1. In terms of talking about food, I think it's a way to approach talking about cultural differences without moving into anything inflammatory. Certainly when I lived in Japan, people asked me what people traditionally eat in the US. People are curious, but at least in a dining type of situation, you usually don't want to veer into something with just an acquaintance that could make one party angry.

            1. I truly think that we as home cooks/hosts might be looking for some affirmations from the guest *expert* that we are "doing it right," with regard to the menu presented and execution of same. I think it's all innocent and well intentioned.

              Now, if all I fed my Scandinavian family was Scandinavian food, things would get a little stale very fast. The German menu for your German wife might be a lovely invitation to discussion of the cuisine upon first meetings or special occasions, but if it's the norm, it would also get old fast. Variety...you know what they say.


              1 Reply
              1. re: cayjohan

                Oh My Gosh! I thought my boss was the only one that did this. We often entertain French winemakers and he always wants to take them to this crappy, (read really boring mediocre) French "bistro" in our city.....I am always horrified. After years of taking one guest, (who was a chef in SF and in France) I had to make it stop! We are in Southern California and the wealth of ethnic food we can share is astounding....stop with the bad versions of their food already....things are better now and our guests always seem so much happier.

              2. I can tell you that when I went to Germany the last thing I wanted to drink was an American Beer !!!

                1 Reply
                1. re: Jimbosox04

                  and in Germany a beer is cheaper than soda or water so it's almost like a crime to not order it at every meal!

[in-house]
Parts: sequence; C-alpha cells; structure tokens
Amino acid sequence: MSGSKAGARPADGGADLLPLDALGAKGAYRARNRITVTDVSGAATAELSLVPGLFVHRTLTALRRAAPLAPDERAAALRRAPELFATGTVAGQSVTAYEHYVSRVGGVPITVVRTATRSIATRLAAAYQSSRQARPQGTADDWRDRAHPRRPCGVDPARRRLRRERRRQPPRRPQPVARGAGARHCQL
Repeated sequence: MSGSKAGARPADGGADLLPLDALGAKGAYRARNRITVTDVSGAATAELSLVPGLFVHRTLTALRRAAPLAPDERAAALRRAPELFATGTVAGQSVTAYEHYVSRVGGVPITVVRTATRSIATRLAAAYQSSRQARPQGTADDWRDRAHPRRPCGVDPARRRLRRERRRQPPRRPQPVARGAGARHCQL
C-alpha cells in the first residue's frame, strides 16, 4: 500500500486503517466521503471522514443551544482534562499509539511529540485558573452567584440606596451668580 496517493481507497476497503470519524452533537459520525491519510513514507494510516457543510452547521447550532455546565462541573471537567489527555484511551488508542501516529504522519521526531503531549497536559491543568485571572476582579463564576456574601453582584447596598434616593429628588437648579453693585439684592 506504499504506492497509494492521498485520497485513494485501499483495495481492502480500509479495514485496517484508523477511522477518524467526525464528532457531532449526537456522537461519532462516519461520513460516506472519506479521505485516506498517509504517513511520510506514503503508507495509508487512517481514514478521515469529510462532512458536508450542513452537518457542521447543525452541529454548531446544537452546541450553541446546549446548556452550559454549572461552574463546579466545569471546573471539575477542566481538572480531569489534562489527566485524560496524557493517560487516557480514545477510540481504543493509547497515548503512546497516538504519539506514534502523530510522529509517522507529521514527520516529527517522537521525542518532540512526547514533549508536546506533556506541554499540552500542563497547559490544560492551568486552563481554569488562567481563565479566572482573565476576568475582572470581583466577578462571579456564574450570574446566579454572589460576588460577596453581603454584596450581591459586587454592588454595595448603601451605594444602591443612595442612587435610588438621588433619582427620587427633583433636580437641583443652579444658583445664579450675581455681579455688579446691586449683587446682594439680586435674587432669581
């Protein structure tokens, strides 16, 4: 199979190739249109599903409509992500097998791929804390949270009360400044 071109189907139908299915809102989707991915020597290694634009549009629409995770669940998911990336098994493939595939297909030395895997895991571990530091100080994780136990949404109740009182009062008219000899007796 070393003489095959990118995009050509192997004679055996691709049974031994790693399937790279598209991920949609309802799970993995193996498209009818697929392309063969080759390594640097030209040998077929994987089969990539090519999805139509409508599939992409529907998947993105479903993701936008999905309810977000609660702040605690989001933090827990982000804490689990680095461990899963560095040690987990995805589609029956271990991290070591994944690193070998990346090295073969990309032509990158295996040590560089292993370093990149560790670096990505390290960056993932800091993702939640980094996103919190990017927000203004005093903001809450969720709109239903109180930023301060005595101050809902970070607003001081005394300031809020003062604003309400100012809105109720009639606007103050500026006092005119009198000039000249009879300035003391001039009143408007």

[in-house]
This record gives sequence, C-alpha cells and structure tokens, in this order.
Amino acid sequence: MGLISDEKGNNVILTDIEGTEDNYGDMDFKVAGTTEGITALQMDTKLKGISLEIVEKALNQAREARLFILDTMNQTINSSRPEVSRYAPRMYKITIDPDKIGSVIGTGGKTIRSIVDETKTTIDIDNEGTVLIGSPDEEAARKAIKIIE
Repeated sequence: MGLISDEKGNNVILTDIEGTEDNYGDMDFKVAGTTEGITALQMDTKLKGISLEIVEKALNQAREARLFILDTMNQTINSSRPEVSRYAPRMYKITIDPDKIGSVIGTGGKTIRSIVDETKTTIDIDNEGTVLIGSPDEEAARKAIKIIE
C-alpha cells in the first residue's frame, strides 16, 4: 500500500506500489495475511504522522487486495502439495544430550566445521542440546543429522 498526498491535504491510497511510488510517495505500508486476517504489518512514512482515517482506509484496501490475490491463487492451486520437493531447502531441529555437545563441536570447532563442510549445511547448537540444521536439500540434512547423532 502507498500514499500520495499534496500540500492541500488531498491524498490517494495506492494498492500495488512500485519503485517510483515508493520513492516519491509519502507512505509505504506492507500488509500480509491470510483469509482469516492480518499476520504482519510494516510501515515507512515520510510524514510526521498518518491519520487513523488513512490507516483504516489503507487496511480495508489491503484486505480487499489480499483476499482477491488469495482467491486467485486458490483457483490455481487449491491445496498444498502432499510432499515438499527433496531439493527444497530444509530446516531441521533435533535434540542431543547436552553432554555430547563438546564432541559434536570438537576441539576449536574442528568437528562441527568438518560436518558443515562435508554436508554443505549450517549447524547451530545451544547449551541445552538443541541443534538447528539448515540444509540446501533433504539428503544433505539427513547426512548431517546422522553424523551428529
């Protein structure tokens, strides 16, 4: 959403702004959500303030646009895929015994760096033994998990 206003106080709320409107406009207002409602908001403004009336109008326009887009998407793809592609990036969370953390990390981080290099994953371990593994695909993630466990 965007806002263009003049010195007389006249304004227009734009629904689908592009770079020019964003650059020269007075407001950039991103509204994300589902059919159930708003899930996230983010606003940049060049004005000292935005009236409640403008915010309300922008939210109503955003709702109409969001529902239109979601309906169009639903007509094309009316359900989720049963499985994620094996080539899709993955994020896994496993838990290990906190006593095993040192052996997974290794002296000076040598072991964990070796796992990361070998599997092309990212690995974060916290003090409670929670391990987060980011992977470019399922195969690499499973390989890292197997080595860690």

2. I studied in England and the best party we had was an "american" party they threw for me. Everyone brought what they considered to be American food, or "vittles" as they called it thinking that's what American's called food. Too many John Wayne movies. There was plenty of Bud.

                  4 Replies
                  1. re: chowser

                    I'd love to hear what they made / brought - and any interesting twists on the vittles.

                    1. re: ElsieDee

                      This was college so it was college type food, no cooking--twinkies, peanut butter on everything, budweiser and bud light, American cheese stand out but it was a long time ago (in the 80's). It wasn't easy for them to find things. It was more fun than chowhoundy, definitely not about the food.

                    2. re: chowser

                      Ha ha. This reminds me of the time I was in Seychelles and met this guy who thought that all Americans talked like John Wayne. He tried his very best to talk to me in his John Wayne accent.

                      It is kind of amusing what notions people have about other cultures. For example, a lot of people think I eat beef on a daily basis because I'm Korean-American, and all they know about Korean food is Korean BBQ. The thing is that I don't eat Korean food all the time, and I don't eat beef very regularly.